>settlement under the terms of which (if I remember correctly) the
>assumption was that rights were in author hands when the book was
>-----Original Message-----
>From: owner-liblicense-l@lists.yale.edu
>[mailto:owner-liblicense-l@lists.yale.edu] On Behalf Of Sandy Thatcher
>Sent: 14 October 2011 00:39
>To: liblicense-l@lists.yale.edu
>Subject: Re: Re. Hathi Orphans?
>The reality is that, until digitization came along, publishers
>generally reverted rights to authors for book that went out of
>print and no longer had any interest in their copyright status or
>ownership. In that era, publishers had an interest only in
>"orphan works" they wanted to reproduce portions of beyond fair
>use, and they had no systematic interest in researching the
>status of orphan works beyond those whose rights owners they had
>a need to track down.  One complication during that era is that
>some publishers were merged into others, or went out of business,
>and the ownership status of works whose copyrights had not been
>reassigned to authors before the merger or closure sometimes
>ended up being murky.
>The advent of digital printing in for the form of POD, together
>with the creation of the "long tail" enabled by Google, changed
>everything early in this new millennium. Publishers no longer had
>much incentive to revert rights because, technically, no book
>ever needed to go "out of print."  In fact, some publishers tried
>to have reverted rights re-transferred to them again, so that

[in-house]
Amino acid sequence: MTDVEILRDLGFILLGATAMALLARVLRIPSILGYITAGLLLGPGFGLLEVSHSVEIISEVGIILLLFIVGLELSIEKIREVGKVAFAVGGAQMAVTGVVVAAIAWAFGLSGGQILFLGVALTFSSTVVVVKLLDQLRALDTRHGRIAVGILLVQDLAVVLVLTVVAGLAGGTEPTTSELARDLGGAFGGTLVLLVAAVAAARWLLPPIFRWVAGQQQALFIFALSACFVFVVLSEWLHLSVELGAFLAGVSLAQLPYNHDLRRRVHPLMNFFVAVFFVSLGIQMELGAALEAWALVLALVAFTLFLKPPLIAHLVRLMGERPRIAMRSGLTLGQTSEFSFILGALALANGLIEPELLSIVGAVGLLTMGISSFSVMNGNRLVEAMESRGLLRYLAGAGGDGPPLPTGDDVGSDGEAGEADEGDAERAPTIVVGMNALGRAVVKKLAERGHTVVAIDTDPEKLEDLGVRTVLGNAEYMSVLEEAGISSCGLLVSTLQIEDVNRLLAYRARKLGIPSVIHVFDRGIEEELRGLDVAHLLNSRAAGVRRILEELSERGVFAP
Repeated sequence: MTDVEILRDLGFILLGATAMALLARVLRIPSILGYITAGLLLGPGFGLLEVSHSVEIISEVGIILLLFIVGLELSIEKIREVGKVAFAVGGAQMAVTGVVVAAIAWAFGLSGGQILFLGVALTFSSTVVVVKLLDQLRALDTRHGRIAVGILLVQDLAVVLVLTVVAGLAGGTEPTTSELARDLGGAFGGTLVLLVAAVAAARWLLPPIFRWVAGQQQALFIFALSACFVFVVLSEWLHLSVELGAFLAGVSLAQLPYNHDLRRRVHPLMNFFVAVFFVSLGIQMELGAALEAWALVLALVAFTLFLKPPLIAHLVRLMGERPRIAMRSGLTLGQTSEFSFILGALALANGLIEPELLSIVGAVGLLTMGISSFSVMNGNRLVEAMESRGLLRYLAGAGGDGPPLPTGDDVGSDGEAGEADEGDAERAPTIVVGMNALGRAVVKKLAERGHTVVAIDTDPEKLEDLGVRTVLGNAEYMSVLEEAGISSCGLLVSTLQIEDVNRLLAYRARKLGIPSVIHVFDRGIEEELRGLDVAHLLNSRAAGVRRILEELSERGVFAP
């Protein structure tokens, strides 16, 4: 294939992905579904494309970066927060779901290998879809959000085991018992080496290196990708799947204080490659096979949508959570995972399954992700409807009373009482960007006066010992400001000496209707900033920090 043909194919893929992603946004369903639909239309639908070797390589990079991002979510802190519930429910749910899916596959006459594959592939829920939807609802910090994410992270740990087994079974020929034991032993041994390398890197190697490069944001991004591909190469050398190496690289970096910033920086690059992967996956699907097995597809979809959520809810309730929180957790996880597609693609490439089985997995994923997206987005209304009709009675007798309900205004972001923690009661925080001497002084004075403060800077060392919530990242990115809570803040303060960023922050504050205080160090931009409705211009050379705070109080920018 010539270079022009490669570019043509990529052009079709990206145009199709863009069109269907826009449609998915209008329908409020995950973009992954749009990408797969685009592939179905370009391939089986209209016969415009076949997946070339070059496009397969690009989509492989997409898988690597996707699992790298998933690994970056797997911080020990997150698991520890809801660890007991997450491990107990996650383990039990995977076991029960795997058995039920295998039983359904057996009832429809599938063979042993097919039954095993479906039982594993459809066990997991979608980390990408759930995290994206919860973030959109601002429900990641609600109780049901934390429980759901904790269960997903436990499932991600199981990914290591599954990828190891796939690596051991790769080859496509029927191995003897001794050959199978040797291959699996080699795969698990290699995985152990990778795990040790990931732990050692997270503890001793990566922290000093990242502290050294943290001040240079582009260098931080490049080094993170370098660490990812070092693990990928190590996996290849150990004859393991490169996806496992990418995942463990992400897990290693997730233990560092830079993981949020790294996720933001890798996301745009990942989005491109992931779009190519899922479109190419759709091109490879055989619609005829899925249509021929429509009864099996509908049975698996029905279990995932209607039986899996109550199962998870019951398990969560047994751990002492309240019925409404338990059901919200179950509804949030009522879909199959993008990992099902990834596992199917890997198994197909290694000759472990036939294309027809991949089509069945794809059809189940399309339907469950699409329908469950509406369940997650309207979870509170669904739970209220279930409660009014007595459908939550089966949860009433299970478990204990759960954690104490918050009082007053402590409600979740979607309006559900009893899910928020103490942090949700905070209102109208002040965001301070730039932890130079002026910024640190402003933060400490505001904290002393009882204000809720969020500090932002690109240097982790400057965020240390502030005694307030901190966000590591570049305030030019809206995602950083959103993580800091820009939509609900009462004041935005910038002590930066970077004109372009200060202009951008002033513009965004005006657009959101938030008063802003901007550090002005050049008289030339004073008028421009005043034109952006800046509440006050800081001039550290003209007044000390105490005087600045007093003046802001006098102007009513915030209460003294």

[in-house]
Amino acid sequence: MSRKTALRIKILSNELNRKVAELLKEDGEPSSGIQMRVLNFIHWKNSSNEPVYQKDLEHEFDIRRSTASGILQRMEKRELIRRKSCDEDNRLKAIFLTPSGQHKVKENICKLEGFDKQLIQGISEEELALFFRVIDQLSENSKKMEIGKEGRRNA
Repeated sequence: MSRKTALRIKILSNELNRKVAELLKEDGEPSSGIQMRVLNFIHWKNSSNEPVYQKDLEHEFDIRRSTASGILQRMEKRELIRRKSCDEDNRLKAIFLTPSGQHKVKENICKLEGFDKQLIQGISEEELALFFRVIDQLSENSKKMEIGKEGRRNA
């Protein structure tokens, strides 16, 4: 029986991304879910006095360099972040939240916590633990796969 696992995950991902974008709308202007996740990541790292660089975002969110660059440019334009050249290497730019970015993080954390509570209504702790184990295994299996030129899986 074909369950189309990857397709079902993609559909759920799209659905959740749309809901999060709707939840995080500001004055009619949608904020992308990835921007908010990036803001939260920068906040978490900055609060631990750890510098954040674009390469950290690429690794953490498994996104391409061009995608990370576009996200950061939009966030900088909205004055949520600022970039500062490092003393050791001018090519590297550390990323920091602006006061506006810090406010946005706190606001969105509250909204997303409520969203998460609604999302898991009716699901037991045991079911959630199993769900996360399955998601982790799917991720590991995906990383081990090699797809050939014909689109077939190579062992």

>they could reissue books as e-books and/or in POD editions.
>Those works for which the ownership status was murky required
>research by publishers to determine if they had the necessary
>rights to reprint them via POD or issue them in electronic form
>(older contracts not having anticipated such a possibility). This
>changed situation gave publishers new incentives to investigate
>the status not only of works owned by third parties they wished
>to use but works on their own backlists whose ownership status
>was unclear. So, for the first time, publishers had a good reason
>to do the necessary research more systematically than ever
>Some publishers that own rights to older works but don't want to
>invest the money in digitize them are happy to have libraries or
>other institutions do this work in exchange for allowing them to
>be distributed open access. This is what the University of
>California Press started doing a while ago through the California
>Digital Library and what such presses as Duje and Pitt have done
>more recently.
>Still, it takes sometimes a considerable amount of effort to
>determine whether a work is truly an "orphan" and many
>understaffed and underfunded presses cannot afford to make this a
>high priority. It is, in my opinion, therefore a welcome
>development that some well-funded entity like the HathiTrust
>should engage in this effort. Only it is imperative that the
>research is done thoroughly and well, as the embarrassing
>revelations from the Authors Guild have shown HT's process not to
>be yet.
>Sandy Thatcher